OnePlus 2 review: A flagship smartphone for half the price, but will it kill all others?
Overview, Design & Features
Last year, OnePlus made a name for itself with its high performance, low price OnePlus One smartphone, a flagship-level device sold at mid-range level prices. Unfortunately, thanks to OnePlus' 'invite only' buying system, it was incredibly frustrating actually getting your hands on one.
A year on, and OnePlus is back and more confident than ever, proclaiming its latest smartphone as the "2016 Flagship Killer". That's not a typo by the way, OnePlus really is that enthusiastic.
Priced at S$538 for the 64GB model (a 16GB model will also be available after the initial launch but pricing is currently unknown), and scheduled for release in Q4 this year, the OnePlus 2 boasts a new premium design, a fingerprint scanner, Qualcomm's latest flagship octa-core processor, and an improved rear camera with OIS.
Can the OnePlus 2 improve on the solid start made by the OnePlus One? Will it really be the killer of next year's flagship phones? And more importantly, can you actually buy one this time round? Let's find out.
|OnePlus 2||OnePlus One|
Unlike the mostly-plastic OnePlus One, the 2 boasts a new frame made from a magnesium/aluminum alloy. It looks and feels a lot more premium than last year's model, although it is about 1mm thicker, and at 175g, it's also a bit heavier. The default finish for the rear of the phone is Sandstone Black, a gritty, textured finish with a surface that could almost double as a skin exfoliator. The high friction finish is quite understated, but it's grippy and easy to hold on to. If you're after something a little flashier, OnePlus is also selling alternate covers at US$27 (~S$38) a pop. You have your choice of Rosewood, Bamboo, Black Apricot and Kevlar, each one designed to express your inner charisma (or something).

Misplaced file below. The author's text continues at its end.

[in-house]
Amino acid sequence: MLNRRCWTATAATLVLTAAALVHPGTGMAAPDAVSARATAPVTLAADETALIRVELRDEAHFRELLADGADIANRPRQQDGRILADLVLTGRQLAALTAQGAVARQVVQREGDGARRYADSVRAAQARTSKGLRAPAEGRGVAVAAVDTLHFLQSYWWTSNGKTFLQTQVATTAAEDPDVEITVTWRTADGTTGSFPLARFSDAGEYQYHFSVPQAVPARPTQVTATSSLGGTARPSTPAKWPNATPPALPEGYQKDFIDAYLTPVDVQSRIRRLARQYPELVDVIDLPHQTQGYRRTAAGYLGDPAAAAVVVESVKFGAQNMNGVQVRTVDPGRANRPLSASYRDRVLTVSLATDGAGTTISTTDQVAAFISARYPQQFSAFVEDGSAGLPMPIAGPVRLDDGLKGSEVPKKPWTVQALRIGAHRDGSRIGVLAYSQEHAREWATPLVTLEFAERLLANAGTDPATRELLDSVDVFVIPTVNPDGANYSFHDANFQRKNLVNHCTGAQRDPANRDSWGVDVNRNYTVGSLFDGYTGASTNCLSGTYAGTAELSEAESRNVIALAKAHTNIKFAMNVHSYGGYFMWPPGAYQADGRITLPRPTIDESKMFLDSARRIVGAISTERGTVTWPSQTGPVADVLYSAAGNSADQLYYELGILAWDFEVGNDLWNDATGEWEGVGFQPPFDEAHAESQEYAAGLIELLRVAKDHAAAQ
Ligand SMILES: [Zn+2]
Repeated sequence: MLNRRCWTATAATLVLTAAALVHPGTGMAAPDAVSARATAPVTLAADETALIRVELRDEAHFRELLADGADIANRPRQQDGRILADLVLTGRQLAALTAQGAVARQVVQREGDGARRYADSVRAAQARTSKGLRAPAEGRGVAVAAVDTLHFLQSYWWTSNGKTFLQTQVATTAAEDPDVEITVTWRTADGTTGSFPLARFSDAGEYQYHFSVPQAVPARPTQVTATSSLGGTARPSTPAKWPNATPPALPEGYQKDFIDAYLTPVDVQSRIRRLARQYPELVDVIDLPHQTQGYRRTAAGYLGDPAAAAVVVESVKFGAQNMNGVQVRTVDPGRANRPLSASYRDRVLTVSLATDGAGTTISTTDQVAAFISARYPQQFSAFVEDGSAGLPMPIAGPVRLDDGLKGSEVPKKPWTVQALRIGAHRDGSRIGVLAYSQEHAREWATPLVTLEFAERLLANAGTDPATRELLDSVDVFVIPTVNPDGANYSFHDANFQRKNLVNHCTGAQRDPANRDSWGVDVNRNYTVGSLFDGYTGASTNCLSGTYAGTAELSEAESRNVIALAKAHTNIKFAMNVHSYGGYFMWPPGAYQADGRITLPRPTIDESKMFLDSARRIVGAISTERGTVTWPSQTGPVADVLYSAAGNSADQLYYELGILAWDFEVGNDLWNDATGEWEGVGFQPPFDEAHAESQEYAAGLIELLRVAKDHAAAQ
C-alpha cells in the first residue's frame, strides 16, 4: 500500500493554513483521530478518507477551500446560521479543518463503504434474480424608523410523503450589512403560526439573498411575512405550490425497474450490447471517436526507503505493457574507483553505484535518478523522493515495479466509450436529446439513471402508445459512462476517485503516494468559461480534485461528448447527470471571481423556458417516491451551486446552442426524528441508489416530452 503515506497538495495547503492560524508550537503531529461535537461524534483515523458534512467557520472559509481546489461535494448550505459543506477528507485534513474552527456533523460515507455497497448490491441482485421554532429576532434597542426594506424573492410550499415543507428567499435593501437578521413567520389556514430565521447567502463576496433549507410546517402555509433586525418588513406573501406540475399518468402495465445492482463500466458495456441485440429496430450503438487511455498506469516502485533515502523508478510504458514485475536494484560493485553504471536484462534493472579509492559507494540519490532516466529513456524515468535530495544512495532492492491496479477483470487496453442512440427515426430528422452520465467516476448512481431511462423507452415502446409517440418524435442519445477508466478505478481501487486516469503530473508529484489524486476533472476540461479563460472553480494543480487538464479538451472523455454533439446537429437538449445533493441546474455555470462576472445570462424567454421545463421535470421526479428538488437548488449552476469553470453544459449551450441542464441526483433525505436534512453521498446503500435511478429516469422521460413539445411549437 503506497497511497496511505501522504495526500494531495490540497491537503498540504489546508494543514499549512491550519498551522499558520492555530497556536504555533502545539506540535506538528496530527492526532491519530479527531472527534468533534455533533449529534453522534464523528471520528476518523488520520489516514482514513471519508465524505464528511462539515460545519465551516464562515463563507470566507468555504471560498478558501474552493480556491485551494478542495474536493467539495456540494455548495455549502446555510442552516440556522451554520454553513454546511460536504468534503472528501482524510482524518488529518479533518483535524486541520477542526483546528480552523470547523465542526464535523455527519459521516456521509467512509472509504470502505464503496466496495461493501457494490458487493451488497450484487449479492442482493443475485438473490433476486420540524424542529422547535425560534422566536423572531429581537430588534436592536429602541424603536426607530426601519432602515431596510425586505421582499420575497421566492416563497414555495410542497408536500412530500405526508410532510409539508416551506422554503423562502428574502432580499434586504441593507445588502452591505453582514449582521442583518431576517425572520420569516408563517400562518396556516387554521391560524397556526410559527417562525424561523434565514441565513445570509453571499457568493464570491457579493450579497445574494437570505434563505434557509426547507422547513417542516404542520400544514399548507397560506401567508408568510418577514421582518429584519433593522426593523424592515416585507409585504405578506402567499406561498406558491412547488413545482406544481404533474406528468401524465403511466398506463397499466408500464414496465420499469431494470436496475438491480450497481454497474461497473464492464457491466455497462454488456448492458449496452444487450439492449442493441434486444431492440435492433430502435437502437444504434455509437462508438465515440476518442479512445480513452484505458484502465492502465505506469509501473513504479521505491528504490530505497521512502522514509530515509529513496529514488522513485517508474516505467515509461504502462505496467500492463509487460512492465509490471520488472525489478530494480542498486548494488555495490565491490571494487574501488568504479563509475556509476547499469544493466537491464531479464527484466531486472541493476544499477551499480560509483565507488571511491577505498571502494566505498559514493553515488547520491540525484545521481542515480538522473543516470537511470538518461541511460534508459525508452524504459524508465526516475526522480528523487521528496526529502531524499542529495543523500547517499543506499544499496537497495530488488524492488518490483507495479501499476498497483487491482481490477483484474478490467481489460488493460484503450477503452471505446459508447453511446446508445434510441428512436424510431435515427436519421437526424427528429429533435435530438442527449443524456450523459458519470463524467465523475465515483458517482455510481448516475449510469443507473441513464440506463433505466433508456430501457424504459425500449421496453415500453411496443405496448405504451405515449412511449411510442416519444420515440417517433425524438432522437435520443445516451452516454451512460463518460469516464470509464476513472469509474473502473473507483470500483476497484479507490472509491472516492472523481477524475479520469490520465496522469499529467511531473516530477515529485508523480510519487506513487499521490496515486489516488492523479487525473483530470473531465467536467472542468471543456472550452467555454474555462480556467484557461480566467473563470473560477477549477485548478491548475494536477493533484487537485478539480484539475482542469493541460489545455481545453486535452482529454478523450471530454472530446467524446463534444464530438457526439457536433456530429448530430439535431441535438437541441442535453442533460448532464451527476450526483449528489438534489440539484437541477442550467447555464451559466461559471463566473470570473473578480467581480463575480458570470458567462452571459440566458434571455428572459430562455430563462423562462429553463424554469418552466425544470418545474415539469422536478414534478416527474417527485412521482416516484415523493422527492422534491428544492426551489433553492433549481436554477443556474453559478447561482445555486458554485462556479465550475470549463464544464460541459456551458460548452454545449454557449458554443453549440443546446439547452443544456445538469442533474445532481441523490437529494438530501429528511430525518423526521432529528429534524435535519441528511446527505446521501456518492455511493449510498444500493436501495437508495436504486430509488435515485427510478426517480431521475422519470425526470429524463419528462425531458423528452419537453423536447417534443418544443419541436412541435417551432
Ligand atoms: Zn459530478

On the right side of the phone, you'll find both the power button and volume rocker.
On the left, you'll find the Alert Slider, a little 3-way switch that works like the iPhone's hard-silence button. It toggles between three modes - all alerts, only important notifications, and no notifications. The switch feels really solid, so reassuringly, there's almost no chance you'll accidentally flick it to the wrong position and end up missing an important call, or having a surprise full-volume ringtone blast in the middle of a meeting or movie.
Just below the display, the home button doubles up as a fingerprint scanner. Like the iPhone 6 and Samsung Galaxy S6, you just press your finger over the button - no swiping required. Setting it up is a simple process of letting the phone scan the same finger multiple times. You can have five prints on record. Just one thing – you’ll need to remember to enable fingerprint unlocking by going into your Security settings found within the Settings app after saving those fingerprints.
Located at the bottom of the phone is a USB Type-C port. The successor to micro-USB, this port's main benefit is that its reversible. It's worth noting that it's only really the socket that's changed, the port itself follows the USB 2.0 spec in terms of transfer rate, so don't expect USB 3.1 speeds. There's also the downside that you won't be able to use any of those old USB cables you've got lying around, and if you lose the cable, replacing it could be a pain right now as it's a fairly new standard.